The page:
|Johannes S. Wrobel: Reaction to Singelenberg,
in: Religion - Staat - Gesellschaft (RSG). Journal
for the Study of Beliefs and Worldviews, published by
Gerhard Besier / Hubert Seiwert, Duncker & Humblot,
Berlin, vol. 4, no. 1 (2003),
pp. 157-159 (English abstract of arcticle;
article (with English quotes):
Reaction to Singelenberg
Drs. Singelenberg questions the intent and content of my article (in German), but my paper is much more than a response to his book review on a single publication. My comments enumerate specific points of historical accuracy (see below) missing in many writings about Jehovahs Witnesses (JW) as one of the NS-Opfergruppen, one of the distinct victim and target groups of the National Socialists. In the Hesse volume, over 20 writers offer abundant information on the largely unknown historiography of the group. Hence, Michael Berenbaum exclaims in its preface: "We must be grateful for this book, deeply grateful." Singelenbergs review, however, focuses on a few singular items in the book and seems preoccupied in particular with the purported "antisemitism" and the familiar 1933 Berlin-Wilmersdorf "Declaration of Facts", written by the American JW Rutherford. Both issues, which can be traced back to propaganda by the antagonistic East German State Security of the Cold-War era and are based on distortions of JW sources, occupy 50 percent of Singelenbergs book review.
According to Singelenberg, the Hesse volume lacks a pointed discussion on the question of how JWs regarded Jews and Judaism, although this writer touches the subject under the subheadings "Antisemitc Tendencies?" and "Use of the Words Commercial Jews and Business Jews" (316-318). Contrary to Singelenbergs assertions about the popularity of the topic, historians and theologians have not yet delved in much detail into the Jewish-JW relationship. The so-called "debates" can mainly be found in the pages of polemical essays by political and religious antagonists and disgruntled former members. After airing the vehement charges of polemicists, Singelenberg finally admits that the blunt accusation of antisemitism "is out of all proportion".
The historical facts point to the conclusion that JW, who believe in the equality of all "races" and who exhibited "love of neighbor" by extending help to Jews and others, are by no means "antisemites", not even "antijudaists", and certainly not supporters of National Socialism. Hence, I regret to see Singelenberg single out religious JW texts from before 1933 and after 1945, quoting them out of context, as do the polemicists. The context of the quote from Babylon the Great has Fallen (1963), "persecution, worse than that of the Jews", refers to 1933 and the pre-Shoa period. It is highly probable that the phrase is based on a Jewish eye-witness publication that this writer found in the files of the Writing Department of the Watch Tower Society in Brooklyn, N.Y., while working on the Stand Firm video documentary in 1996.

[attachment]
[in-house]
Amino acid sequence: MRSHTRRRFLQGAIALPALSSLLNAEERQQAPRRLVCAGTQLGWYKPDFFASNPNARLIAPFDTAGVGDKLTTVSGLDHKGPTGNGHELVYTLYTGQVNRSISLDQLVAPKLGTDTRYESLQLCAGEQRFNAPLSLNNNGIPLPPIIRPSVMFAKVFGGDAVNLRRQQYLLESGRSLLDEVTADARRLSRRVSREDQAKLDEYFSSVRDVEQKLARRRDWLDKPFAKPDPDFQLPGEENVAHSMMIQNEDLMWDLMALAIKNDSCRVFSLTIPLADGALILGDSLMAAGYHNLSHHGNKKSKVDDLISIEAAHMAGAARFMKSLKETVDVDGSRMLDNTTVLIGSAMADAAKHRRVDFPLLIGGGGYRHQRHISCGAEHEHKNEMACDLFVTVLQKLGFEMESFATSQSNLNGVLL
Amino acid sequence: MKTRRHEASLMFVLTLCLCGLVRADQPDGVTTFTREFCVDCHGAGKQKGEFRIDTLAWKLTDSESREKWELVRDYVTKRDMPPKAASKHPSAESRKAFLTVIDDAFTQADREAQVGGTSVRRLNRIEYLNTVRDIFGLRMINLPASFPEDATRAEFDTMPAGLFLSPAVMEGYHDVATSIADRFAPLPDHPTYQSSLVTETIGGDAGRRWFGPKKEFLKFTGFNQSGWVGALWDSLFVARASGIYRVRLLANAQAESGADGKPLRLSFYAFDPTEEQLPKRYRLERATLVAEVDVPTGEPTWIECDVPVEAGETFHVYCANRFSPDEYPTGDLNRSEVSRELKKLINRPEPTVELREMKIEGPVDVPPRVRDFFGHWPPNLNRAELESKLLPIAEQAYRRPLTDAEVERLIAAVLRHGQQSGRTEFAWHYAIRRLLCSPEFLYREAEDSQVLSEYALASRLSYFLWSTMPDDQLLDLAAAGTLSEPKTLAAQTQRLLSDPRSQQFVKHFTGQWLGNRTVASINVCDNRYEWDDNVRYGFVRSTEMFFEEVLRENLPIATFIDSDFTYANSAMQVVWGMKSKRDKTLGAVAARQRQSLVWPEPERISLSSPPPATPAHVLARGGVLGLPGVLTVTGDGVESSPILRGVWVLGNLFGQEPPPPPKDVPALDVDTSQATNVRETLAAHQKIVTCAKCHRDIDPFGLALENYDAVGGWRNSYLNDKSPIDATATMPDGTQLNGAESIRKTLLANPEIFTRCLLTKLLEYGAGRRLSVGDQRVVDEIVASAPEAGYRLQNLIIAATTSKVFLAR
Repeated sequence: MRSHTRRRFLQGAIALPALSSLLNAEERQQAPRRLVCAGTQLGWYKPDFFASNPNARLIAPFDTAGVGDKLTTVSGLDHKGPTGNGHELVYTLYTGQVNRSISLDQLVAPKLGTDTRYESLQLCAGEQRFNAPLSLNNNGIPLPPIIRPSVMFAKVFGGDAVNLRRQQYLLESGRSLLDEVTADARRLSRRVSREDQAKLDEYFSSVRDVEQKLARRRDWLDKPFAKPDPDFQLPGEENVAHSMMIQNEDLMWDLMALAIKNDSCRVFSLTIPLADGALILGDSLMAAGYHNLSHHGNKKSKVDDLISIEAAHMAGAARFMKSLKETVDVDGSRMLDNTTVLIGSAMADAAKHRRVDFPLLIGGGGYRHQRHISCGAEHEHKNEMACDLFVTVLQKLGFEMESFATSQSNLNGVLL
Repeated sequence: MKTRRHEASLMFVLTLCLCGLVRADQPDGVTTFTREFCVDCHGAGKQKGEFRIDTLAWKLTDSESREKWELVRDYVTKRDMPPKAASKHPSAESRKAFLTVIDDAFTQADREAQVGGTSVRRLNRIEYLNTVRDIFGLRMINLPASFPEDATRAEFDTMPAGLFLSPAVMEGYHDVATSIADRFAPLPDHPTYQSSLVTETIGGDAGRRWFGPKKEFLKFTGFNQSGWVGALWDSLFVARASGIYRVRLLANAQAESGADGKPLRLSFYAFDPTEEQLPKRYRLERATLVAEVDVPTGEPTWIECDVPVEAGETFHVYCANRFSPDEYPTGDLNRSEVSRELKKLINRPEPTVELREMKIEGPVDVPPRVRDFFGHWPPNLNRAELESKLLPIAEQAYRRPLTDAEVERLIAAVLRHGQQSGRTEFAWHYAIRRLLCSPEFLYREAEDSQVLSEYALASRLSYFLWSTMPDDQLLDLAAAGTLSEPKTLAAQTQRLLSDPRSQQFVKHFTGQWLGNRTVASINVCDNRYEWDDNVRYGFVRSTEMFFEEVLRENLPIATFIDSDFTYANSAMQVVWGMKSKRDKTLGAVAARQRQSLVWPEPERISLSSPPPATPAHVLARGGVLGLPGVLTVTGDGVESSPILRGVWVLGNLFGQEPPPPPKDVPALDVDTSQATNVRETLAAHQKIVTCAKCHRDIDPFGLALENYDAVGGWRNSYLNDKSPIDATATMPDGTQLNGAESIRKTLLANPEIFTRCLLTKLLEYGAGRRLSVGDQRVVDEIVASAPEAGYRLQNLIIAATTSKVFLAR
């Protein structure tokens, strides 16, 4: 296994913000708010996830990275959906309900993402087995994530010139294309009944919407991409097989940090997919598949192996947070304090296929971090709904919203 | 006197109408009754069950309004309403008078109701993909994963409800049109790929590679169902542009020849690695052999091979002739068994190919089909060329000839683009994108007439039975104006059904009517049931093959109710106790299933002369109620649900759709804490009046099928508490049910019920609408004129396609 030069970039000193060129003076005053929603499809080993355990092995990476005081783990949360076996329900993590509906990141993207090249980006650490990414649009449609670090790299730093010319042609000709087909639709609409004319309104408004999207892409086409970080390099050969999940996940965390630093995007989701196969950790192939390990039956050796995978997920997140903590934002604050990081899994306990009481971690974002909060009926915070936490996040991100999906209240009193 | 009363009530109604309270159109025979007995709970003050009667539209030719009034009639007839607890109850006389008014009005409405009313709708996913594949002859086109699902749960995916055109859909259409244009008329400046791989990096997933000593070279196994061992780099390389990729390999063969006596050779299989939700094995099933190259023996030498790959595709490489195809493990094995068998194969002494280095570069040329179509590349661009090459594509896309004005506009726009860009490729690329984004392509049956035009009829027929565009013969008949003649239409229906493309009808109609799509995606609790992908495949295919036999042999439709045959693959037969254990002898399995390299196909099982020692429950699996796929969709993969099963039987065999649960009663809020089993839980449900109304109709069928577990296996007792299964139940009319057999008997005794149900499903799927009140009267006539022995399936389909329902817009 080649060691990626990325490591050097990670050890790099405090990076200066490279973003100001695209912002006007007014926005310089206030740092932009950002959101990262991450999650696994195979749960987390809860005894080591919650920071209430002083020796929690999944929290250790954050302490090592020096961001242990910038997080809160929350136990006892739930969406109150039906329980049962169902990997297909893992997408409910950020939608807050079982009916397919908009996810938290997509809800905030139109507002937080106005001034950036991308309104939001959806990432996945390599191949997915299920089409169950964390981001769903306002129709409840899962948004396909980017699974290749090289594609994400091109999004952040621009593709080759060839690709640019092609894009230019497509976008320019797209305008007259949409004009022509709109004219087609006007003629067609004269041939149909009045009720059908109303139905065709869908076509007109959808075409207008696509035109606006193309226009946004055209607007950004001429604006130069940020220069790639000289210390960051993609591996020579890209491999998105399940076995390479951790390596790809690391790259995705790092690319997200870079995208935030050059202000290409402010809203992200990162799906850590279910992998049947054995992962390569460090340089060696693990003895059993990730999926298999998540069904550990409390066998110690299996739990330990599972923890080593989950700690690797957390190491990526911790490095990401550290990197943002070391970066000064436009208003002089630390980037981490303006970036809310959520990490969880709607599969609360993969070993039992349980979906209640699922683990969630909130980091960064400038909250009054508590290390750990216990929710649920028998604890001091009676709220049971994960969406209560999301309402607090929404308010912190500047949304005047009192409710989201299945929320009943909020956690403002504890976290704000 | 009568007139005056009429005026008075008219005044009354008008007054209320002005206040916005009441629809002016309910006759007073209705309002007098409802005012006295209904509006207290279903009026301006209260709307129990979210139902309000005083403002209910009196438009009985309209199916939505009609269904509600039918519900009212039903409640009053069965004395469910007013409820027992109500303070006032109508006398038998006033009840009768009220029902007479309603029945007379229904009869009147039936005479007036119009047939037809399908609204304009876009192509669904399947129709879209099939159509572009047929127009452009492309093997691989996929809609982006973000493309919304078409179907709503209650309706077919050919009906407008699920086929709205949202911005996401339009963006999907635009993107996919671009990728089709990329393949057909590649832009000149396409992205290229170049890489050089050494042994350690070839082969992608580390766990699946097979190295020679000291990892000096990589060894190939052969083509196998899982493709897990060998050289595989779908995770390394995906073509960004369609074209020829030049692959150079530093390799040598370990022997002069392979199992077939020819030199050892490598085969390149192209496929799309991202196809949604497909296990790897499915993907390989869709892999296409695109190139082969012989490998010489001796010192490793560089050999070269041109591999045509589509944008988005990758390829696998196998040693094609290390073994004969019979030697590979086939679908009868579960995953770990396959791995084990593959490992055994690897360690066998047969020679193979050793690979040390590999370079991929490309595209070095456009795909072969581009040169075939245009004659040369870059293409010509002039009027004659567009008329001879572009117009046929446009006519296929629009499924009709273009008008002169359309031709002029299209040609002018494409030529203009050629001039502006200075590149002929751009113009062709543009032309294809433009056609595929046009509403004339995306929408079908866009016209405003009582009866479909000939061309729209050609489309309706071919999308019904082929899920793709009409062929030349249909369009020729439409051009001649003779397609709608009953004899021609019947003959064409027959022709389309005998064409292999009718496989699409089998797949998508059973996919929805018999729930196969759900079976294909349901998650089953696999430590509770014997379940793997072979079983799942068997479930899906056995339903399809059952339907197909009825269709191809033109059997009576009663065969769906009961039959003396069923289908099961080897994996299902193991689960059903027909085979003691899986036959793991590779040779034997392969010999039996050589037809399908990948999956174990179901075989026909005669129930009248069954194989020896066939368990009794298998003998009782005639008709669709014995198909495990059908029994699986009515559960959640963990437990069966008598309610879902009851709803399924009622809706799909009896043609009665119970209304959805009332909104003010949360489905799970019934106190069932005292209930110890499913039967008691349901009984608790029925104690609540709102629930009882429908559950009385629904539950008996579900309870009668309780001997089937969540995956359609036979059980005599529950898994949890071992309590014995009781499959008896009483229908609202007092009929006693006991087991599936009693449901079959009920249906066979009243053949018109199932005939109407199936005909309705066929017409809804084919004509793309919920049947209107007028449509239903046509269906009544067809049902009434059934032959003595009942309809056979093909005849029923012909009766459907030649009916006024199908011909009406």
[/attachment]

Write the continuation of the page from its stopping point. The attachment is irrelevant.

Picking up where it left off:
Admittedly, in times past some historians uncritically repeated accusations regarding the 1933 Berlin convention of JW, but presently most scholars consider the charges of JW "antisemitism" and "collaboration" as outdated. Additionally, the account contained in the 1974 Yearbook of Jehovahs Witnesses, with its unjustifiably critical view of the 1933 Berlin "Declaration" and of Balzereit (at this point in time), has been revised as a result of newer research and JW sources. The goal of my German article, hence, is to encourage the exercise of greater historical precision:
JW were persecuted, imprisoned, or murdered by Nazis and their collaborators from 1933 onward. They are Opfer des Nationalsozialismus, victims of National Socialism, not "Holocaust victims", if the term Holocaust is explicitly applied to the factory-like mass murder of European Jews that began in 1941/1942.
The term "Nazi regime" should be used more precisely in connection with JW in the first half of 1933 when the states in Germany imposed local bans on their religious activities, and when JW from all over Germany gathered in Berlin-Wilmersdorf on June 25, 1933, to inform the Hitler cabinet and the still existing German state governments about their harmless religious, nonpolitical position and their determination to render primary obedience to God and Bible commands.
It is crucial to sort out the various American (WBTS), British (IBSA), and German (WTG and IBV) legal JW corporations in Germany in order to grasp the legal impact and the timetable of governmental actions against JW between 1933 and 1935.
Greater historical precision should be exercised when it comes to the dates that JW were sent to camps, namely to the early Nazi camps (1933-1935) and to the later main concentration camps and death camps (1936-1945).
Contemporary non-JW sources (e.g. Buber-Neumann) should be more carefully interpreted, taking into account the writers ideology. JW oral-history reports should likewise be evaluated with greater insight into JW patterns of behavior and theology.
Finally, the historical overview of books published in English (and German) seeks to promote further systematic study and the publication of more factual material on the subject. We need such urgently! Detlef Garbe, Christoph Daxelmüller, and many other important analysts offer varying interpretations of the beliefs and responses of JW, but they find the study in human behavior among JW both enlightening and enriching. One can only hope that academic sources will continue to add to the work of education and remembrance in connection with the NS-Opfergruppe of JW, a religious minority group which had the strength to stand firm against totalitarian dictatorships.
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